A fine representation of the melting pot that is the contemporary music world” Tony Benjamin

Date: Thursday, 23rd April 2015
Time: From 8.30pm onwards
Venue: Jazz@FutureInn
Tickets: Adults:£5.00. Students: £3.00

EMU (previously known as Kurfuffle) are an exciting and original instrumental quartet who fuse jazz, electronic and groove and dance music with a twist of eastern influences.

“Using the band members’ Eastern European and Mediterranean cultural backgrounds as inspiration, Kurfuffle produces amazing sounds, mixing exotic warbling notes with evocative jazzy overtones. Every piece is varied; one minute it could be slow-paced and dreamy, the next, pounding along with a driving beat.”

Full review here:

Band members:
Sam Lewis – Saxophones
Alan Keary – Electric and double bass
Liviu Gheorghe – Piano and Synths
Alan Taylor – Drums

John Law’s New Congregation
Date: Thursday, 30th April 2015
Time: From 8.30pm onwards
Venue: Jazz@FutureInn
Tickets: Adults:£5.00. Students: £3.00

John Law’s New Congregation, featuring Jake McMurchie, Will Harris, Mark Whitlam

Promoting John’s new, stunning double CD release These Skies In Which We Rust, the quartet will be playing John’s original tunes, compositions that roam freely between different genres and influences, drawing not just on jazz but classical, rock and electronica as well. Compositions that can be both complex and challenging as well as simple, melodic, accessible and hard-hitting. John will also be adapting his music to fit this special new formation, drawing on the vast experience of these three new members, who have themselves forged, over many years touring and recording, their own unique blend of jazz, rock and electronic experimentation.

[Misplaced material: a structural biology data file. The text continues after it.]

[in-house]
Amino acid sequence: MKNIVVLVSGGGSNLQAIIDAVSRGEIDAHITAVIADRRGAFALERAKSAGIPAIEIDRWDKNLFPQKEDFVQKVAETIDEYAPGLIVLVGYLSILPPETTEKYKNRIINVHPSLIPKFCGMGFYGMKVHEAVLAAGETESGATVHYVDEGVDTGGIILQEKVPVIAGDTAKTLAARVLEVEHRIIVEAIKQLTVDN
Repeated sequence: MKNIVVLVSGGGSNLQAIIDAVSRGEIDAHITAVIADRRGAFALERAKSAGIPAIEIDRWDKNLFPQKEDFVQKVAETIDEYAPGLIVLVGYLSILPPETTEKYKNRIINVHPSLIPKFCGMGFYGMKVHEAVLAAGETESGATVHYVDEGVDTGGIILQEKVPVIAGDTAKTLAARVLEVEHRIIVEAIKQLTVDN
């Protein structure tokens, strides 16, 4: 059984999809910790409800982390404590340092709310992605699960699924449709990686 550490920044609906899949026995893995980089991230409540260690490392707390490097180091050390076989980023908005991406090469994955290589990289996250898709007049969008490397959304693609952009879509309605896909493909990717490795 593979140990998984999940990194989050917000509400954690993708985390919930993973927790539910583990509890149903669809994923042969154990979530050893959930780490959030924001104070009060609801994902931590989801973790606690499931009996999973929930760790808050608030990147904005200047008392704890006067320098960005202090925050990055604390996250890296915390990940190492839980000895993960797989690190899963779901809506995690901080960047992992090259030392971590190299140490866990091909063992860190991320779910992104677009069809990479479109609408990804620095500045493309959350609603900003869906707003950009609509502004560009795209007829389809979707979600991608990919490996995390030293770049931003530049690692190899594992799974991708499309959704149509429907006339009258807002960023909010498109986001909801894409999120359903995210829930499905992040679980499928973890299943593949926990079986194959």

John Law says: “I’m hoping for an evening of surprises, where my tunes will go completely new ways I never thought of..!”

“One of the UK’s most imaginative and versatile jazz pianists.” International

About the new recording These Skies In Which We Rust:
“…another high-water mark in Law’s career.” All About Jazz 2015.

“…combining the vocabularies of jazz and classical in a singular and seamless way, coalescing improvisational surprise and a deep elegiac musicality…” All About Jazz 2011

“…so full of joy that it can renew your faith not just in jazz, but music itself.” Phil Johnson, Independent on Sunday 2011

“One of this country’s most imaginative pianists” The Times

“When he records for ECM he’ll become a star” Jazzthethik, Germany

“…technical bravura with crystal clear, fast passagework coupled with a sovereign command over everything that is pianistically possible. You wonder if there is actually anything that this pianist cannot do.”Jazz Podium Germany 1997

For the full gig list, please visit Jazz at Future Inn.